Paul Stirling did ethnographic research in two Turkish villages between 1949 and 1994. He collected formal household data in 1950, 1971 and 1985. Since 1990 we have been preparing an archives of this data for eventual public access for teaching and research, as well as the passerby who has a more than casual interest in Turkey and its past half-century of change.
|Background for the project.
(all people who have helped along the way)
|His motives for preparing the archives were threefold. Firstly, the period covered was a period of dramatic change in Turkey and he had been fortunate enough to document some of this change at the level of the villages. He believed that this information was of great value for studying this change and as a basis for future research. Secondly, he wanted a complete record of his field research, including its defects, for teaching purposes as well as for research. It is rare for an anthropologist to provide a more-or-less complete record of their field research - it is unprecedented to do this for public inspection. He spent a great deal of time and effort adding comments to his fieldnotes, careful to be as brutal and honest as possible. Thirdly, he hoped this work would serve as an exemplar for how ethnographic research should be presented, to encourage transparency and depth where the usual case is to disseminate tidbits and rely on faith (and these days rather great faith). He was aware of the negative effects of conventional publishers on anthropology which effectively restricts ethnographic works to extended essays with popular appeal and little or no data. He saw the computer as a means of subverting this trend.||Prof. Stirling passed away on June 17th of 1998, shortly before his archives were openied on October 13th 1998. See 'Background ' for further information about the archives.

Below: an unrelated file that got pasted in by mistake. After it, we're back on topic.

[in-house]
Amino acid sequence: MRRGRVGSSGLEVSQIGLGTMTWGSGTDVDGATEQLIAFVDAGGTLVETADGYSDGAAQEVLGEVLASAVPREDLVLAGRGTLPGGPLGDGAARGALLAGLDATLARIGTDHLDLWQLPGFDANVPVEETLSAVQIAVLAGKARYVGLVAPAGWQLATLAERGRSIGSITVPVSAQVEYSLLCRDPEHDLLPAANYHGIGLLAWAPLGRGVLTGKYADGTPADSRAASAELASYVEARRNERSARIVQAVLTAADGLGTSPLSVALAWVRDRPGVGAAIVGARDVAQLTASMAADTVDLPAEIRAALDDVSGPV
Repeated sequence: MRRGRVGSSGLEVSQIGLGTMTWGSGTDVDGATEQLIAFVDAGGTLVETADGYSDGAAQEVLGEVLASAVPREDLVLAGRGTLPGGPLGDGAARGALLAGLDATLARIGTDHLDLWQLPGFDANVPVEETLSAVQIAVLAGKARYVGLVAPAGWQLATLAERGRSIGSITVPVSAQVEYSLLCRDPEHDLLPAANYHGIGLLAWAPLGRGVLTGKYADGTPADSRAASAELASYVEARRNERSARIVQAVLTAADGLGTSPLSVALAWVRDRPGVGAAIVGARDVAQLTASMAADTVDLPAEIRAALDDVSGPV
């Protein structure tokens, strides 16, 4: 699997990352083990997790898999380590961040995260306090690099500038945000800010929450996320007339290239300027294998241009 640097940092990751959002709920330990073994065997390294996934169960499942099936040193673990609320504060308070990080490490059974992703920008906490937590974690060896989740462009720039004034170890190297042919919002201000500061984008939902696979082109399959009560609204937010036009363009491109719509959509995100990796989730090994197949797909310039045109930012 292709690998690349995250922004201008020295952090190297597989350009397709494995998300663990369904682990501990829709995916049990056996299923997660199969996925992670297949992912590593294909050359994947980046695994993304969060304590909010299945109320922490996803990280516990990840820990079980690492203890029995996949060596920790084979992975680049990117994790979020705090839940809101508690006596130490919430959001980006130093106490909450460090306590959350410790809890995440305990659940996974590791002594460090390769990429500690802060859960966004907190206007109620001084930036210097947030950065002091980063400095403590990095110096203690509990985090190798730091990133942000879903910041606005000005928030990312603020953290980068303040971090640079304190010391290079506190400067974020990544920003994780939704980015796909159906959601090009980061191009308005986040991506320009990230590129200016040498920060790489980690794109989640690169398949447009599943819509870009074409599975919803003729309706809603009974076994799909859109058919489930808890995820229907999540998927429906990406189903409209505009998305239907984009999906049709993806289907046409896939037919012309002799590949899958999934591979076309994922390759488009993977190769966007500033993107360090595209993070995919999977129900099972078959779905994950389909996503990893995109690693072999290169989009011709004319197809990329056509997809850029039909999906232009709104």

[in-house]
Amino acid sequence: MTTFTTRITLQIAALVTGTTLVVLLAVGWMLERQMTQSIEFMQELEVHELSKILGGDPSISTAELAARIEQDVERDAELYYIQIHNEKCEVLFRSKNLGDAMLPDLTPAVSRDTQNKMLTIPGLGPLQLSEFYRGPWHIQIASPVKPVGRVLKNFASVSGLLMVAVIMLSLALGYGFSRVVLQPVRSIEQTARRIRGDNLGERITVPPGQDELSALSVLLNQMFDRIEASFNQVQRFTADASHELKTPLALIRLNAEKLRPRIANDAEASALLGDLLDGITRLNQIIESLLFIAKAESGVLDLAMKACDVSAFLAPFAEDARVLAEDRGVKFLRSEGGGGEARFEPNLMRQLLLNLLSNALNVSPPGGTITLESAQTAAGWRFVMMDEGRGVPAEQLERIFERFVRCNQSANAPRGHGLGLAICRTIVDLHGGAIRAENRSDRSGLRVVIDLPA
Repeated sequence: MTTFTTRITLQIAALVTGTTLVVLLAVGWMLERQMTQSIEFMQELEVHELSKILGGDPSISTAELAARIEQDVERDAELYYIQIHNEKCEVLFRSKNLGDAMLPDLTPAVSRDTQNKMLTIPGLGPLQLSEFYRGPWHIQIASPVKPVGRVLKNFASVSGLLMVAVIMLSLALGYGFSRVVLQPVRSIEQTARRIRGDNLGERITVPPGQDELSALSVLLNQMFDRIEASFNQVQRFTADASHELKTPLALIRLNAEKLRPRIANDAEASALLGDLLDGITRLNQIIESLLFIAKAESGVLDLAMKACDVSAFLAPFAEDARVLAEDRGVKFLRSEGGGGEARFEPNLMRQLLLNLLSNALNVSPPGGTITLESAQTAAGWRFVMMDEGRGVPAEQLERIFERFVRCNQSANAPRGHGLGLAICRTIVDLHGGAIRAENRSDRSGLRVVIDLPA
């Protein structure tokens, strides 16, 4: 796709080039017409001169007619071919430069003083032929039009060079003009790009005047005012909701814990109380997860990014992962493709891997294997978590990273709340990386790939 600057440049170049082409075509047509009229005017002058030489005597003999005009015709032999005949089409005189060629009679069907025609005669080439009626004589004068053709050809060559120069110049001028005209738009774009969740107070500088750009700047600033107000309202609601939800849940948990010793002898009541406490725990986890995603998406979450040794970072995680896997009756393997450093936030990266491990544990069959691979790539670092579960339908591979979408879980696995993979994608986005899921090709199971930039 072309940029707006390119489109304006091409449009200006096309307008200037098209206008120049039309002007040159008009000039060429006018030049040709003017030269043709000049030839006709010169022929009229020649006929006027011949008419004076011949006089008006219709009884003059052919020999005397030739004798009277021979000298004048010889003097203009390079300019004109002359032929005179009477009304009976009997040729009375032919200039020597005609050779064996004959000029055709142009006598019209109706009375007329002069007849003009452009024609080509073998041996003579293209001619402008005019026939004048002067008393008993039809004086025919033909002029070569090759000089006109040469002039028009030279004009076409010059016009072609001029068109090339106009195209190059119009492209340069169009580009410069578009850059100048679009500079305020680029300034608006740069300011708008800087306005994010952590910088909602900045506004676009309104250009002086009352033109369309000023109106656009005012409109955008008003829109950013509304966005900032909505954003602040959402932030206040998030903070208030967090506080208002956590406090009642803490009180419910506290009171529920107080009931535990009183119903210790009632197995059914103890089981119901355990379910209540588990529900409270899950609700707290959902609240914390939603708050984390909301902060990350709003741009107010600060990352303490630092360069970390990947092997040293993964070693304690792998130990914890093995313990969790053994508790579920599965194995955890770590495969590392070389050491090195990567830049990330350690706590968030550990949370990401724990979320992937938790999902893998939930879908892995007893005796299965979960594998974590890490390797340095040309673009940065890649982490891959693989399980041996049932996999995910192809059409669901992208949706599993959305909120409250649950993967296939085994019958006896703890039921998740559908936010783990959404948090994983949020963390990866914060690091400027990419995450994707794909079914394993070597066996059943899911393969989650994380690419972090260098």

In addition to the years of hard work by Prof. Stirling, we thank the legions of MA and Research Students who have worked on this material and the clerical staff who have entered the material. Support by the Economic and Social Research Council (ESRC) and the Leverhulme Foundation made this work possible.
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